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True, false and null = keyword or identifier?

 
Anonymous
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Example:
Which of the following are java keyword?
1) if
2) goto
3) case
4) null
5) true
6) then
For the exam should the right answer should be:
12345or
123??
Thanks
 
Saritha Pilla
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It should be 12345
 
Tony Alicea
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I Agree.
 
Anonymous
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According with http://www.software.u%2dnet.com/J2Tutor/04_03Tut.htm the correct answer is: 1234. "True" and "then" are not keywords in Java.
 
Rolf Weasel
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no way! as per the JLS it is 123. null is not a keyword but a null literal. null is also the only null literal. true and false are boolean literals. check out the JLS.
 
Anonymous
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goto is a reserved word. So can it be considered as a keyword as far as Exam is concerned.
 
Tony Alicea
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If you don't include <CODE>null</CODE>, <CODE>true</CODE> and <CODE>false</CODE> in Java reserved words, you'll get the question wrong. Don't spend energy trying to split hairs between keywords and literals. They are all reserved.
 
Rolf Weasel
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I quote from the JLS:
3.9 Keywords
The following character sequences, formed from ASCII letters, are reserved for use as keywords and cannot be used as identifiers (�3.8):
Keyword: one of
abstractdefaultifprivatethrow
booleandoimplementsprotectedthrows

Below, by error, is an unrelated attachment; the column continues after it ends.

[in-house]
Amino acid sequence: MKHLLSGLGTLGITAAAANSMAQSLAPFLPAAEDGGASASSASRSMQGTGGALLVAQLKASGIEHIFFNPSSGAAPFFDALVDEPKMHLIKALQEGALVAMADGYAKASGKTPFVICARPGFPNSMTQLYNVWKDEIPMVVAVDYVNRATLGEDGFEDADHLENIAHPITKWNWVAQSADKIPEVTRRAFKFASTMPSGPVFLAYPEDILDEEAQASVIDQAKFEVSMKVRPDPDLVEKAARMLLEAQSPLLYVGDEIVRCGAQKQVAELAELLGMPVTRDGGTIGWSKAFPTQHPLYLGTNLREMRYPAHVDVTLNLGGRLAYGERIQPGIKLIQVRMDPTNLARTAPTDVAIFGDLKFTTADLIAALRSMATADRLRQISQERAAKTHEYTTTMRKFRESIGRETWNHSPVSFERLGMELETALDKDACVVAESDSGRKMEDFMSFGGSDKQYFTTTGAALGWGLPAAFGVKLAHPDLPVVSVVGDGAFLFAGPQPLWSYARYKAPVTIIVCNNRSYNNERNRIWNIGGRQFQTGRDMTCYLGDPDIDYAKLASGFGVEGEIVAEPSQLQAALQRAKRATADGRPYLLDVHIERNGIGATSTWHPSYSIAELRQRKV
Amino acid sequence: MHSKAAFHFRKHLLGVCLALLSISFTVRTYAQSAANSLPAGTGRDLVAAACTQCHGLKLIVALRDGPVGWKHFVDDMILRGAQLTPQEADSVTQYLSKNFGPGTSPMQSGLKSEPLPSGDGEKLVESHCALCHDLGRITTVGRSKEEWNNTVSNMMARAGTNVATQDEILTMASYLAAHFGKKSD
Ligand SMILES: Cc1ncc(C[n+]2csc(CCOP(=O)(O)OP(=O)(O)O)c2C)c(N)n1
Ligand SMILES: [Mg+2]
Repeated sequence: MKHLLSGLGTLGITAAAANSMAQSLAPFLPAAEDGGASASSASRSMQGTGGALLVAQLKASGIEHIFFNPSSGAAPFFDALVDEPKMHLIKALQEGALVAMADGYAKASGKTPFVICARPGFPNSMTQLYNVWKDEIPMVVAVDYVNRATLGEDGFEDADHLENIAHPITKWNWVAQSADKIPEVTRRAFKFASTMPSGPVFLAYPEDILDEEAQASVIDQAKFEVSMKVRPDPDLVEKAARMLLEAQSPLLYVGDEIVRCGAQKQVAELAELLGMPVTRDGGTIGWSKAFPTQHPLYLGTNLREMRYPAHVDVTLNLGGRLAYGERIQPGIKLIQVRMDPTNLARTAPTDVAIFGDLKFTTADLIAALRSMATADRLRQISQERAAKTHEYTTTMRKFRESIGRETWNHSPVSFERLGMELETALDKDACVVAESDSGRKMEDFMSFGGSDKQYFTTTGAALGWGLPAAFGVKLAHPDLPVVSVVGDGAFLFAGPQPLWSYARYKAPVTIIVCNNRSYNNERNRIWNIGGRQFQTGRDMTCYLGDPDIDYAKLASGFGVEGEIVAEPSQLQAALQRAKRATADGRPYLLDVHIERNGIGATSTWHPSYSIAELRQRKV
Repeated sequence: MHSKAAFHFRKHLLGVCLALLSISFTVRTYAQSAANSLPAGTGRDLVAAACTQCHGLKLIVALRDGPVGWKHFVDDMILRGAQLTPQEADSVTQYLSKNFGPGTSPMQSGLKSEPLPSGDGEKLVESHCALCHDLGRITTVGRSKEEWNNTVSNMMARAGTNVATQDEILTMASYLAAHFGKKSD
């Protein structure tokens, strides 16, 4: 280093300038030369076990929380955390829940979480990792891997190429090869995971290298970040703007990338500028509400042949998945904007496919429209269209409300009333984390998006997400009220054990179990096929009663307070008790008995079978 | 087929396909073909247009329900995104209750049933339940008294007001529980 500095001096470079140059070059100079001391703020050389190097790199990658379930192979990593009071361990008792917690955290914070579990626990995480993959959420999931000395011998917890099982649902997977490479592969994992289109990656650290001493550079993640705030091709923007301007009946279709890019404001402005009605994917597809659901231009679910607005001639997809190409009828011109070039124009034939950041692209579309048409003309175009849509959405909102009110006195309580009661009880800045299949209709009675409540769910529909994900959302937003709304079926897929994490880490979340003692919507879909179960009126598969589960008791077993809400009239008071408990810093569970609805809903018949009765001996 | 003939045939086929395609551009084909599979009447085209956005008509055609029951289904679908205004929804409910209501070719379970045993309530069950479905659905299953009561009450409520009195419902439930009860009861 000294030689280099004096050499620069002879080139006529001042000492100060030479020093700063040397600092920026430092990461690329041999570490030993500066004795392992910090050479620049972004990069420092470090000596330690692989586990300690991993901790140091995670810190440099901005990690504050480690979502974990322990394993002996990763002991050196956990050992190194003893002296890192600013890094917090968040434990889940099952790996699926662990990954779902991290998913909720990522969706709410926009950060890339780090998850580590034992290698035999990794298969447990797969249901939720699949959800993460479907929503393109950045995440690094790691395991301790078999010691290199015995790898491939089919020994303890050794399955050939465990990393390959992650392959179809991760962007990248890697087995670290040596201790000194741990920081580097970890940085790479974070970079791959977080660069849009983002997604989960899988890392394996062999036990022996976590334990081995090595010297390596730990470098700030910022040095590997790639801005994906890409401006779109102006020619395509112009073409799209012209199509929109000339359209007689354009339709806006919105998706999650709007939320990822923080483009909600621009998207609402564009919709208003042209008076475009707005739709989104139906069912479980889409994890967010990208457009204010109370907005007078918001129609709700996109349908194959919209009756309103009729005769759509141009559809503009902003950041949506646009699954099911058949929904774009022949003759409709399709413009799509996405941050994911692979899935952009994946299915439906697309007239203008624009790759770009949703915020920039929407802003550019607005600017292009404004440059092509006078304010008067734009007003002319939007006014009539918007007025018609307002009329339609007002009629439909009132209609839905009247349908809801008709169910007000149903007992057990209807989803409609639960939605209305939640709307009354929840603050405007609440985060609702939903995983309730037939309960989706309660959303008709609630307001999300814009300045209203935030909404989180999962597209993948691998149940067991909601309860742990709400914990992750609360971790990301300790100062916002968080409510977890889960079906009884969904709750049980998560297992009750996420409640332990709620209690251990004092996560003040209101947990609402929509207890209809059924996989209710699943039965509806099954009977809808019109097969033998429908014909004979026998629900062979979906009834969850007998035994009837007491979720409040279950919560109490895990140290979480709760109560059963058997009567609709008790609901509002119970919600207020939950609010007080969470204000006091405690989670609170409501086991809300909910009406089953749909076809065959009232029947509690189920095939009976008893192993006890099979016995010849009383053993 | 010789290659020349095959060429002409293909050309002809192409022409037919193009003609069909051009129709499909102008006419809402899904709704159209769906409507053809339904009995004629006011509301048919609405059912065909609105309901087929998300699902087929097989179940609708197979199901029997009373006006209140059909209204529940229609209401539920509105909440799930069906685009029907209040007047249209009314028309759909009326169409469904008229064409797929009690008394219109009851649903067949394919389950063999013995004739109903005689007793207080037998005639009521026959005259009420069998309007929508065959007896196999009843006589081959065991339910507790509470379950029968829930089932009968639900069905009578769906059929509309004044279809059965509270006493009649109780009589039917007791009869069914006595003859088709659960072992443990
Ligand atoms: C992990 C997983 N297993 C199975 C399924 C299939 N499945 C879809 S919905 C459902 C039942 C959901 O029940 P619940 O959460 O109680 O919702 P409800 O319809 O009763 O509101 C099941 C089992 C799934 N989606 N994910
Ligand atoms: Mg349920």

breakdoubleimportpublictransient
byteelseinstanceofreturntry
caseextendsintshortvoid
catchfinalinterfacestaticvolatile
charfinallylongsuperwhile
classfloatnativeswitch
constfornewsynchronized
continuegotopackagethis
The keywords const and goto are reserved by Java, even though they are not currently used in Java. This may allow a Java compiler to produce better error messages if these C++ keywords incorrectly appear in Java programs.
While true and false might appear to be keywords, they are technically Boolean literals (�3.10.3). Similarly, while null might appear to be a keyword, it is technically the null literal (�3.10.7).
and the question explicitly says keywords
also, the syllabus states:
Identify all Java programming language keywords and correctly constructed identifiers.
 
Anonymous
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Rolf's post got in just before mine, so now I'm back to agreeing with him (Rolf that is).
Mughal and Rasmussen define null, true and false as "reserved literals" on a table separate from the list of keywords, which led me to believe that they are NOT keywords. Also that question came up on the Jaworski mock test, and that exam did not consider null, true or false to be keywords. Bill Brogden's Java Exam Cram lists these words together with the other keywords in a table called "All Java reserved words". Maybe the wording of the question on the exam will give us a clue (reserved vs keyword) as to the correct answer.
[This message has been edited by Joe Java (edited March 01, 2000).]
 
Anonymous
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hi
according to
http://indigo.ie/~dywalsh/certification/javacert.htm
only 1234 are key words.
and not "true" and "then"
could u be more specific tony.
thanxx
 
Tony Alicea
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More specific? I don't know how to be. Please read my post again and look at the emphasis/fonts used, thanks.
OK: One more time. Forget about the questions "What are Java keywords" and learn only that you cannot use null, true or false as your own identifiers. That's what you will be tested for.
 
Ramana Namuduri
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I agree with Saritha Pilla.
Jave keywords are those which you cannot use as a variable to store any value for that. So, one cannot create null, true,false variables of whatever may be the type, to contain any value of that type. My answer is 12345
 
Divakar
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True is not a java keyword.
true is java keyword. I think you haven't noticed the case of t in True.
 
Anonymous
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Thanks!
Going to have the SCJP next week
 
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